Whips, Rides & Rods

The 1964 Pontiac Tempest GTO

Dan Carney
Mar 26, 2018

Photo courtesy of General Motors

The early 1960s were shaping up to be pretty dull for gearheads, as carmakers pulled their hot-rod punches just as they were learning to make real power with a new generation of muscular V8 engines. It came to an abrupt end in 1964 when car companies decided it was time to put that newfound muscle to work.

The problem was that the Automobile Manufacturers Association’s member car companies agreed to prohibit official corporate support of racing after 1956.

The engineers developing new go-fast parts, however, were undeterred, providing secret assistance to racers and concocting factory-developed race cars as low-volume “production” models meant only for sale to stock car and drag racing teams.

Photo courtesy of General Motors

By the 1964 model year, Ford Motor Company had denounced the agreement, launching its Total Performance ad campaign. Pontiac chief engineer John Z. DeLorean (yes, the guy behind the stainless steel-bodied, gull-winged, “Back To The Future” car) resolved to pursue sales to wannabe racers by squeezing the brand’s 389 cubic inch big block V8 engine into its mid-size Tempest model and labeling the optional package “GTO.”

GTO is an abbreviation for the Italian phrase “Grand Turismo Omologato,” or a grand touring car that has been certified, or homologated, for racing purposes. This was Ferrari’s term for the incredible 250 GTO, and Pontiac liked the term so well that they borrowed it. Hey, imitation is the sincerest form of flattery.

The GTO label enjoys such reverence at Ferrari that the company named its latest track-centric model the “488 Pista” (Pista means “track” in Italian) rather than GTO, for fear of inappropriate use of the revered badge.

Photo courtesy of General Motors

Pontiac’s 1964 introduction of the GTO sparked the muscle car horsepower war of the 1960s, which lasted until a combination of primitive pollution control systems, demands for fuel efficiency and insurance company displeasure with the high-powered machines squeezed factory muscle cars out of existence within a decade. Other street-fighting rivals might have caught up to the GTO’s speed, but none of them could claim to have been the first muscle car.

In 1964, the Tempest’s GTO option added a 325-horsepower 389 V8, with 10.75:1 compression ratio and a four-barrel carburetor. There was even more power available when that single four-barrel carburetor was replaced by a trio of two-barrels. The “Tri-Power” arrangement boosted peak power to 348 horsepower.

It also featured a sporty floor-mounted manual shifter for the standard three-speed transmission at a time when column-mounted “three-on-the-tree” shifters were the norm.

A racy four-speed manual transmission was optional, or buyers could specify an automatic. That automatic did use a column-mounted shifter, unless the car was equipped with the optional center console between the front seats, in which case the shifter was on the floor.

The GTO’s suspension was stiffer than that of regular Tempests, and it also got a quicker 20:1 steering ratio, for sharper reflexes in turns.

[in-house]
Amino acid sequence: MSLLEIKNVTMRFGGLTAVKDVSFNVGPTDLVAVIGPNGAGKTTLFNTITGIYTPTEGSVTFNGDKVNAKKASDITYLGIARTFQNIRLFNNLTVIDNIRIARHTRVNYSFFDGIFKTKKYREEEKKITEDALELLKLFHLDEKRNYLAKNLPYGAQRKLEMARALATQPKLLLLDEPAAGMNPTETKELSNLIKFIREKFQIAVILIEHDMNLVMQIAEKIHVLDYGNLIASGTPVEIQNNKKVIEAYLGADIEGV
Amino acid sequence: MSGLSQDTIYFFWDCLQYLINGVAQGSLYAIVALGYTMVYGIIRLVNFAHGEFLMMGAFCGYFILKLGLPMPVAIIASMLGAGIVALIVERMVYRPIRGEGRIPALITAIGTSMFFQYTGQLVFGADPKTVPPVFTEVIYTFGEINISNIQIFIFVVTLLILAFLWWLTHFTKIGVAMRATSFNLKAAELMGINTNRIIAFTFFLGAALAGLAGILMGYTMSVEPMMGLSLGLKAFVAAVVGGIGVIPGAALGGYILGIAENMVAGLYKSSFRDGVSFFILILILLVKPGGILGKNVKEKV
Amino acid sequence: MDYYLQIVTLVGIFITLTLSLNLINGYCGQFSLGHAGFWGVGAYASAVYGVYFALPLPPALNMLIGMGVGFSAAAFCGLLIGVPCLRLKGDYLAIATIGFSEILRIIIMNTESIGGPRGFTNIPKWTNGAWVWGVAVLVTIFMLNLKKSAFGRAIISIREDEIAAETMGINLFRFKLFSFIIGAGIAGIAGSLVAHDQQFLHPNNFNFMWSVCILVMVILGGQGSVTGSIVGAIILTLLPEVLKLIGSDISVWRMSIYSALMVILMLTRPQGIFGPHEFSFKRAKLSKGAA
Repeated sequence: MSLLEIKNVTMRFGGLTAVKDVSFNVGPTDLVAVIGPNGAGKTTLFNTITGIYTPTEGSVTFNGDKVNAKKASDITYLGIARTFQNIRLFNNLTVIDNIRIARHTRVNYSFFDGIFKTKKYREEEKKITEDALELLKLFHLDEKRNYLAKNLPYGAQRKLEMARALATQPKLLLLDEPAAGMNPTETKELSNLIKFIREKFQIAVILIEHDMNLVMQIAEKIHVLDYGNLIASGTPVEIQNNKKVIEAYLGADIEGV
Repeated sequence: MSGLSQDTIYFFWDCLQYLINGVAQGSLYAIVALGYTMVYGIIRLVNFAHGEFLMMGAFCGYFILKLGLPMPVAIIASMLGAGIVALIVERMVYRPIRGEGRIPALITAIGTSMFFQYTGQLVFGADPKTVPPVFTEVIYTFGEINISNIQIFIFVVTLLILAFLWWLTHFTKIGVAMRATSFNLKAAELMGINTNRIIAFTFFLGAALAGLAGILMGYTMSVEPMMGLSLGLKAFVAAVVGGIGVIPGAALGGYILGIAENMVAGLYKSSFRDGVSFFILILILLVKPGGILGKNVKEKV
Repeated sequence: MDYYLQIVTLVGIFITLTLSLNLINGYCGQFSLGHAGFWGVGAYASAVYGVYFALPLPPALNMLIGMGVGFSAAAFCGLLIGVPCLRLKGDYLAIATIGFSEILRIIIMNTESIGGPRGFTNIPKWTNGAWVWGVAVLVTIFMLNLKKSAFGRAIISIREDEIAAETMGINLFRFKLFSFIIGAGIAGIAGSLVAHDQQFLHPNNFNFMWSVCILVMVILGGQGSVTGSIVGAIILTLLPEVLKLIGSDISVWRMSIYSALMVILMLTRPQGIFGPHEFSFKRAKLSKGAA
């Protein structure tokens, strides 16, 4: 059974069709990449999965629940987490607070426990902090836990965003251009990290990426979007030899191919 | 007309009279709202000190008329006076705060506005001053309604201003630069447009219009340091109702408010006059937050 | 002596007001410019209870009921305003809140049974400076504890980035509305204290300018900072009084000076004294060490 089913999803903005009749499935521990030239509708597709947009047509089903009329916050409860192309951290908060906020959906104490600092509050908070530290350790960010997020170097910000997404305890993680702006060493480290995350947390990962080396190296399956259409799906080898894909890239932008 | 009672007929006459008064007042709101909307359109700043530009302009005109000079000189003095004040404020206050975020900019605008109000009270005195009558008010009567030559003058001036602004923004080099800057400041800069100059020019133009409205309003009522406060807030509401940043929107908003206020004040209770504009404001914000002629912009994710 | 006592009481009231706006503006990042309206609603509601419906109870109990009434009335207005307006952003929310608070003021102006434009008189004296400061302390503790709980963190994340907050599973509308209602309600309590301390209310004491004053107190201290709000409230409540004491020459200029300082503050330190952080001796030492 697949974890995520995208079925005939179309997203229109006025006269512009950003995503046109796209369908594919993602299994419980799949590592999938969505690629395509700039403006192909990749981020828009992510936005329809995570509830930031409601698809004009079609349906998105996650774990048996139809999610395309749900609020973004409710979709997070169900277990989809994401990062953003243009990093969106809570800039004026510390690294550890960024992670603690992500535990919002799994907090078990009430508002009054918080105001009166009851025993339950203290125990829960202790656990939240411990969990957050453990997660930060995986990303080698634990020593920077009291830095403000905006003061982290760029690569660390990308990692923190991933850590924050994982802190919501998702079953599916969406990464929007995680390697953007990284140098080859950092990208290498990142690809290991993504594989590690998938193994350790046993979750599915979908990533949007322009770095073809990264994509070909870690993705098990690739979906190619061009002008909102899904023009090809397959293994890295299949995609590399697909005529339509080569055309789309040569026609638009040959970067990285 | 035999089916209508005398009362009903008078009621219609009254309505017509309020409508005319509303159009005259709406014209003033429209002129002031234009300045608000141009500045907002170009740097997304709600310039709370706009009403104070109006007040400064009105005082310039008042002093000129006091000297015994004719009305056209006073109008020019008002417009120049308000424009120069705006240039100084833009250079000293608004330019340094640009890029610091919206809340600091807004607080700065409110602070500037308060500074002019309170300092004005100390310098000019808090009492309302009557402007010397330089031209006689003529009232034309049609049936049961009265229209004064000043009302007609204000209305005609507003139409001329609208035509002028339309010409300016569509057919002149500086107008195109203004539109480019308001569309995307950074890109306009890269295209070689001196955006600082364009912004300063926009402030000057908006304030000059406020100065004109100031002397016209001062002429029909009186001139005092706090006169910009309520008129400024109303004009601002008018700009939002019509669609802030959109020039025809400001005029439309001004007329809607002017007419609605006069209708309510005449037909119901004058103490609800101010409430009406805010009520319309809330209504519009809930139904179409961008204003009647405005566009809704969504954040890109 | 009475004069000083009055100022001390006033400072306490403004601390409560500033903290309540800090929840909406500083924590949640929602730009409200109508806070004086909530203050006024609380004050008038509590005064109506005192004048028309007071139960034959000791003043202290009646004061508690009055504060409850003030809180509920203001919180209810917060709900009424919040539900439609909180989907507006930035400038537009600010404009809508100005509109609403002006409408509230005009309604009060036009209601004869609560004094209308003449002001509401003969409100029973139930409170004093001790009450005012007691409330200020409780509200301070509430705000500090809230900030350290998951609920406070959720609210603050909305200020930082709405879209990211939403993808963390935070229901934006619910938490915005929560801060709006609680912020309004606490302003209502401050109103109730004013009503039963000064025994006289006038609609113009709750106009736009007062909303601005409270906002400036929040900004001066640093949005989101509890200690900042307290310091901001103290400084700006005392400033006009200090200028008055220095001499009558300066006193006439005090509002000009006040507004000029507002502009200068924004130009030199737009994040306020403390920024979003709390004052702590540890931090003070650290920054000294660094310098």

“GTO. No other name in automotive history says ‘muscle car’ like those three letters,” boasted a 2004 Pontiac press release when the brand briefly revived the GTO nameplate. “When the GTO was introduced in 1964, its performance list included words like tri-power, ‘four on the floor’ and a 389 cubic-inch V-8, and the car virtually defined true street performance,” it concluded.

Photo courtesy of General Motors

The GTO option package was available for both two-door hardtop Tempests and for convertibles, so you could enjoy your fun with or without a sunburn.

Performance testing when the car was new revealed that the very first muscle car was no match for its successors. According to Motor Trend’s 1964 test, the GTO needed 5.7 seconds to reach 60 mph and took 13.29 to complete the quarter-mile. The car seems to have been severely handicapped by the rubber technology of the time, hinting at why the sage advice offered in the 1967 film The Graduate was to work in “plastics.”

Photo courtesy of General Motors

Fuel efficiency standards were different then too. Motor Trend pronounced the GTO’s fuel economy “reasonable,” when it scored “10 mpg around town in heavy traffic and a high of 16.6 on a short trip, giving us an overall average of 12.9 mpg for 600 miles of driving.” For some perspective, a 2018 Mustang gets up to 21 mpg in the city and 32 on the highway.

Nostalgic enthusiasts love the original GTO and will pay dearly for the chance to recapture the dawn of the muscle car era. Twenty-five 1964 Tempest GTOs listed on Autotrader Classics ranged in price from $28,995 to $85,900.

“In 1964, it didn’t get much cooler than this,” observed Jay Leno from behind the wheel of a ’64 GTO on his show, Jay Leno’s Garage. It doesn’t get much cooler now, either.

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About the Contributor
Dan Carney
Mar 26, 2018

A member of the North American Car of the Year jury, Dan is Maxim magazine's automotive editor, writing car reviews as well as auto industry analysis and commentary. He specializes in analyzing technical developments, particularly in the areas of motorsports, efficiency and safety. He has been published in The Wall Street Journal, The New York Times, Motor Trend, Popular Mechanics, Popular Science, and others.

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